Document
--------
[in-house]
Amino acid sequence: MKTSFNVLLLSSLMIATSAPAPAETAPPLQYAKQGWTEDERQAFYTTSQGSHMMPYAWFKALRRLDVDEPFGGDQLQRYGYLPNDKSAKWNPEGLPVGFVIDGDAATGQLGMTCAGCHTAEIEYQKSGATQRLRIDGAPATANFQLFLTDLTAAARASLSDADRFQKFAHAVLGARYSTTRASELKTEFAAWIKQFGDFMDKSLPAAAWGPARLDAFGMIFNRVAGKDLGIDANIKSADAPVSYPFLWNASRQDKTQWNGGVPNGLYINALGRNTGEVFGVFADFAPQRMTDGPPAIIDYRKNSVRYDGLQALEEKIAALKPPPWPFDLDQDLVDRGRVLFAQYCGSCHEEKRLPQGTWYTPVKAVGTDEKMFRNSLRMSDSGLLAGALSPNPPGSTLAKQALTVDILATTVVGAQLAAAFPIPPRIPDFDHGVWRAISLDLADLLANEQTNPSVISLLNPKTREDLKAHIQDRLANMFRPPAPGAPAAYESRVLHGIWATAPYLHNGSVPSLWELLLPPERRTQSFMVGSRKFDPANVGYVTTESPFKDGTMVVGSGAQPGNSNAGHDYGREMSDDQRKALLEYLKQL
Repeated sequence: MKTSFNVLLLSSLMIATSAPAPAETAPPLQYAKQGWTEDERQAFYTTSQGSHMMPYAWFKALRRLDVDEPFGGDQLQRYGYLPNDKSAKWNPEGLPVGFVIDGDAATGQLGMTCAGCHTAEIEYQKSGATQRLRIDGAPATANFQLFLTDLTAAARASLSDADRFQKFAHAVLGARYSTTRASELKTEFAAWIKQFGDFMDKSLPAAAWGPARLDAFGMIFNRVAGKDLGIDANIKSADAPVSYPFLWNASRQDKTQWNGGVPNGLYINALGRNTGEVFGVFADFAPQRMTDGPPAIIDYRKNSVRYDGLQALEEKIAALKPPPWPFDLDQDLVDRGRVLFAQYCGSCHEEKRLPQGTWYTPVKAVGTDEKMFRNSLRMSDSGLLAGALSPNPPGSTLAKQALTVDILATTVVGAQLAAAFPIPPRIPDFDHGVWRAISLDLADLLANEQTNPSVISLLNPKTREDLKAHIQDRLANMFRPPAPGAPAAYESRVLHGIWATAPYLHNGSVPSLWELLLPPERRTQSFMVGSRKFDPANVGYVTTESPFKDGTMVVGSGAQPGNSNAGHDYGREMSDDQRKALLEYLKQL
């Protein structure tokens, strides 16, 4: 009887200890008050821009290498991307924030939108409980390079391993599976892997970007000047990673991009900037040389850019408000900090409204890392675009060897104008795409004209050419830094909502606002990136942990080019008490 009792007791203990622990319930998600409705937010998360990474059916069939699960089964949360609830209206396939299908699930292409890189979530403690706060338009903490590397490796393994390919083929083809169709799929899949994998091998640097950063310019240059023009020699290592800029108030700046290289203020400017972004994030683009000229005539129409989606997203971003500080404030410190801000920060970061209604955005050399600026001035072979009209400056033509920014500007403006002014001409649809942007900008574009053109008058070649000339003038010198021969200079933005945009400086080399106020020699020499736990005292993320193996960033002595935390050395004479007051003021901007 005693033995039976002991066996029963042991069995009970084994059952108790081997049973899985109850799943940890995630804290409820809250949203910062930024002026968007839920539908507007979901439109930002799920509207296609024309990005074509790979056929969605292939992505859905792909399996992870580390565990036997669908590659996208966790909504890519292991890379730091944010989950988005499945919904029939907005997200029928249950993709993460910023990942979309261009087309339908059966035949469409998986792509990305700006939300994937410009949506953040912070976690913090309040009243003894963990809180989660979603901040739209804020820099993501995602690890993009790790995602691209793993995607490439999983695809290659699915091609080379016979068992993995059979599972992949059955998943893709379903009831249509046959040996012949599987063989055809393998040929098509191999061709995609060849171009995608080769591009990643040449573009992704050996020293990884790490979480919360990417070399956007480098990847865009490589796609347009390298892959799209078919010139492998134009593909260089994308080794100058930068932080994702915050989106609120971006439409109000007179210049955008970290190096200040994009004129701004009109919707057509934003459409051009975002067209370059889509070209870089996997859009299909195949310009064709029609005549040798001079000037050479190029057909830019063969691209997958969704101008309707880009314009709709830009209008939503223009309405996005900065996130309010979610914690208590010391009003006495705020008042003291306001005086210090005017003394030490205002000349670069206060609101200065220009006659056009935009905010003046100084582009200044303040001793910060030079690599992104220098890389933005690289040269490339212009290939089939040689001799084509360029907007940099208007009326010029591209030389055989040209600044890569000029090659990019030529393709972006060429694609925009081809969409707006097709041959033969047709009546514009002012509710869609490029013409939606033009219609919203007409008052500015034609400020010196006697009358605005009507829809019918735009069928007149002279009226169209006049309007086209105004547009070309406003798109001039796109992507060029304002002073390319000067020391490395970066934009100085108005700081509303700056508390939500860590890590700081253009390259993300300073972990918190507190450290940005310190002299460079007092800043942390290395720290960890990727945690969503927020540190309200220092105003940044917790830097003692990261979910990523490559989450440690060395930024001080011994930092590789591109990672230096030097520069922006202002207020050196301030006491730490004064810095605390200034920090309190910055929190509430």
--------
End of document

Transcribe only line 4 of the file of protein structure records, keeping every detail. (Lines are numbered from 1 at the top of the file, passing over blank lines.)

């Protein structure tokens, strides 16, 4: 009887200890008050821009290498991307924030939108409980390079391993599976892997970007000047990673991009900037040389850019408000900090409204890392675009060897104008795409004209050419830094909502606002990136942990080019008490 009792007791203990622990319930998600409705937010998360990474059916069939699960089964949360609830209206396939299908699930292409890189979530403690706060338009903490590397490796393994390919083929083809169709799929899949994998091998640097950063310019240059023009020699290592800029108030700046290289203020400017972004994030683009000229005539129409989606997203971003500080404030410190801000920060970061209604955005050399600026001035072979009209400056033509920014500007403006002014001409649809942007900008574009053109008058070649000339003038010198021969200079933005945009400086080399106020020699020499736990005292993320193996960033002595935390050395004479007051003021901007 005693033995039976002991066996029963042991069995009970084994059952108790081997049973899985109850799943940890995630804290409820809250949203910062930024002026968007839920539908507007979901439109930002799920509207296609024309990005074509790979056929969605292939992505859905792909399996992870580390565990036997669908590659996208966790909504890519292991890379730091944010989950988005499945919904029939907005997200029928249950993709993460910023990942979309261009087309339908059966035949469409998986792509990305700006939300994937410009949506953040912070976690913090309040009243003894963990809180989660979603901040739209804020820099993501995602690890993009790790995602691209793993995607490439999983695809290659699915091609080379016979068992993995059979599972992949059955998943893709379903009831249509046959040996012949599987063989055809393998040929098509191999061709995609060849171009995608080769591009990643040449573009992704050996020293990884790490979480919360990417070399956007480098990847865009490589796609347009390298892959799209078919010139492998134009593909260089994308080794100058930068932080994702915050989106609120971006439409109000007179210049955008970290190096200040994009004129701004009109919707057509934003459409051009975002067209370059889509070209870089996997859009299909195949310009064709029609005549040798001079000037050479190029057909830019063969691209997958969704101008309707880009314009709709830009209008939503223009309405996005900065996130309010979610914690208590010391009003006495705020008042003291306001005086210090005017003394030490205002000349670069206060609101200065220009006659056009935009905010003046100084582009200044303040001793910060030079690599992104220098890389933005690289040269490339212009290939089939040689001799084509360029907007940099208007009326010029591209030389055989040209600044890569000029090659990019030529393709972006060429694609925009081809969409707006097709041959033969047709009546514009002012509710869609490029013409939606033009219609919203007409008052500015034609400020010196006697009358605005009507829809019918735009069928007149002279009226169209006049309007086209105004547009070309406003798109001039796109992507060029304002002073390319000067020391490395970066934009100085108005700081509303700056508390939500860590890590700081253009390259993300300073972990918190507190450290940005310190002299460079007092800043942390290395720290960890990727945690969503927020540190309200220092105003940044917790830097003692990261979910990523490559989450440690060395930024001080011994930092590789591109990672230096030097520069922006202002207020050196301030006491730490004064810095605390200034920090309190910055929190509430």